Nutritional Strategy (Part 2).

This has been a long time coming, but as promised, here’s a little piece on short-term nutritional strategies. By ‘short-term’ I refer to eating practices in preparation for particular events or during periods of extremely heavy or demanding training…

If you’re interested in long-term nutritional strategies, search for the precursor to this article:

Nutritional Strategies (Part 1)


Boy oh boy, haven’t attitudes to carbo-loading changed? Since the 1960’s when it was discovered that the level of muscle glycogen in athletes was of particular importance during exercise, scientists set about finding ways of boosting this to ultra-high levels. Research has proven conclusively that higher muscle glycogen levels will extend time to exhaustion (meaning that you’ll last for longer) and allow an athlete to achieve more total work. This is because glycogen is held in limited supply within the liver and muscles and when it runs out, the body has to look for an alternative fuel supply.

Since we need a little bit of carbohydrate to get the energy out of fat, when the glycogen stores have been used up, the body then turns to a process called ‘gluconeogenesis’ whereby protein is converted to carbohydrate. This is a slow inefficient process and results in the breakdown of muscle tissue – not a good thing. When our stores of glycogen run dry everything starts flashing (those who’ve been there will know what I’m talking about) as blood glucose hits rock bottom and we lose power dramatically. This is called ‘bonking’ in cycling or ‘hitting the wall’ in marathon running.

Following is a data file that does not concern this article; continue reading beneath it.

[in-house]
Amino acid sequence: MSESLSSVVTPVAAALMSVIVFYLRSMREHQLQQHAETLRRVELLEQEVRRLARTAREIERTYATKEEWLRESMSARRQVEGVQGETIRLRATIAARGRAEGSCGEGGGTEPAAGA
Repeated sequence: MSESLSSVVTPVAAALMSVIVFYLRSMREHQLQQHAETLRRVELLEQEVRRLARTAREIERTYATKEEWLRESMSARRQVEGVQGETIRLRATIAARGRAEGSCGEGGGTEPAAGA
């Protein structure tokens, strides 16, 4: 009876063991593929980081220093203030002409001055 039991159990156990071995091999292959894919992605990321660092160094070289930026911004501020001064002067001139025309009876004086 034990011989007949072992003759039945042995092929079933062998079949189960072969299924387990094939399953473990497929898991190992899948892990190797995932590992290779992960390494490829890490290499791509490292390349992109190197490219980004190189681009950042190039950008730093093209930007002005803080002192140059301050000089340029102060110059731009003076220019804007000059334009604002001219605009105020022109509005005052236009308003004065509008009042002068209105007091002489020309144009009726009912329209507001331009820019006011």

The previous article Nutritional Strategies (part 1) discusses the importance of a consuming a diet rich in carbohydrate on an ongoing basis, but now we’re going to look at a few suggested techniques for super-loading the muscle glycogen stores for an enduro type event. It should be noted that carbo-loading might not be advantageous for events lasting less than 1½ hours as the loading process can leave the legs feeling a little heavy and tired. You do after all store 2.6grams of water with every gram of glycogen.

The Astrand regimen (1979) was the original carbo-loading plan and involved completing an exhaustive bout of exercise 7 days before the event. For the following 3 days he suggested eating almost exclusively fat and protein to deprive the muscles of carbohydrate, which increased glycogen synthetase activity (an enzyme responsible for glycogen synthesis). Then for the 3 days before the competition one should gorge oneself on all sorts of high carbohydrate foods. Exercise levels are also greatly reduced during this final week. This regimen has been shown to elevate muscle glycogen stores to twice the normal level, but has been criticised heavily as it subjects the athlete to great deal of unnecessary discomfort and the exhaustive bout of exercise 7 days prior to competition could leave the athlete under-recovered for the event.

The Sherman regimen (1981) provided equally high pre-competition muscle glycogen levels by simply introducing a training taper (reduced training volume) and following a mixed diet, then 3 days prior to competition, carbohydrate intake is significantly elevated. The low training volume and mixed diet prevented the low blood sugar levels, disorientation and discomfort associated with the glycogen depletion and fat/protein loading stages of the Astrand regimen.